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Canine Histiocytic Sarcoma

Canine histiocytic proliferative disorders include a wide spectrum of diseases characterized by different biologic behaviors. The causes for development of these diseases are largely unknown but suspected to be due to genetic abnormalities. Two of the more common forms we encounter are a benign and a malignant form. Both tend to occur in similar breeds including, Rottweilers, Bernese Mountain Dogs, and retrievers. The malignant form can be further subdivided into a localized histiocytic sarcomas arising from a single site (lymph node, skin, spleen, liver, lung, etc), and a disseminated form that involves many tissues such as lymph node, spleen, lung, brain, nasal cavity, and bone marrow. The localized form may disseminate (or metastasize).

Dogs may present with a variety of clinical signs depending upon whether the tumor is localized or disseminated. In the disseminated form, dogs are often clinically ill as a result of the cancer. They often present with low red blood cells, white blood cells and platelets as a result of the cancer infiltrating the bone marrow. Diagnosis is based upon aspiration or biopsy of the affected tissue. Therapy will depend in part on the animal’s clinical presentation as they may need supportive care in the form of a blood or plasma transfusion and the form of histiocytic sarcoma encountered. The localized form can be treated with surgery depending upon the site and followed up with chemotherapy (CCNU, Cytoxan, Adriamycin) and radiation if needed. The prognosis for the localized can be good depending upon the site. The disseminated form is treated with chemotherapy and carries a poor prognosis.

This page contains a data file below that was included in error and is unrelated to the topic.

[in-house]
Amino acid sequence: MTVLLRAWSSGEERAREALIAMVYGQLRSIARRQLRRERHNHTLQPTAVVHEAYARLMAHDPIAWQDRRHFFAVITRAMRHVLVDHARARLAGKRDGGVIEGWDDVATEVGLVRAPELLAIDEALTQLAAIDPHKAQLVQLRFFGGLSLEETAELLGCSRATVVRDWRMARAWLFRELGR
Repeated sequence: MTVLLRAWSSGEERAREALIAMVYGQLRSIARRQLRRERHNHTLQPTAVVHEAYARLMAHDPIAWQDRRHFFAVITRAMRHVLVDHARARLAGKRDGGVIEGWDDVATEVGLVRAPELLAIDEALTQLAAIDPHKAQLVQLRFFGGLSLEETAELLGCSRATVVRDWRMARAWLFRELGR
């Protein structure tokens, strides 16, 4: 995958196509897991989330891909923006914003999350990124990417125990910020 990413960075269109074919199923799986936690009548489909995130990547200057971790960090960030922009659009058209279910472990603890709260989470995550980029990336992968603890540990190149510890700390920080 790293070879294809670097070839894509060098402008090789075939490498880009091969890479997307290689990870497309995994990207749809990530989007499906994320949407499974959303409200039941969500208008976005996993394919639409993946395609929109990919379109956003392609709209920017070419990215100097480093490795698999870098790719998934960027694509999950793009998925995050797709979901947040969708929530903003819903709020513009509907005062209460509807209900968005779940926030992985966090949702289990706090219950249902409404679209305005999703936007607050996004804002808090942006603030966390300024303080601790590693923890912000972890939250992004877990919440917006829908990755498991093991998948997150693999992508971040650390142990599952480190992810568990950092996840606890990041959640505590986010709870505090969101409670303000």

More recently, a chemotherapy drug called CCNU has been shown to have efficacy against this cancer and approximately 50-60% of dogs will respond to treatment. The most recent data found that the dogs that responded to treatment and had good prognostic factors had good cancer control for some time. Prognostic factors included: low albumin – a blood protein (poor), low platelets (poor), and spleen involvement (poor). CCNU is an oral chemotherapy agent that is given once every three weeks. With this drug, bloodwork (CBC) is drawn prior to chemotherapy and one week after. This drug may affect the white blood cells so the bloodwork one week after therapy is essential. If given many times this drug may affect the liver so blood chemistry values are monitored to ensure no liver damage occurs.

With effective therapy using chemo alone, 50% of dogs survive beyond 4 months. With effective chemotherapy and surgery, 50% of dogs survive beyond 1 year.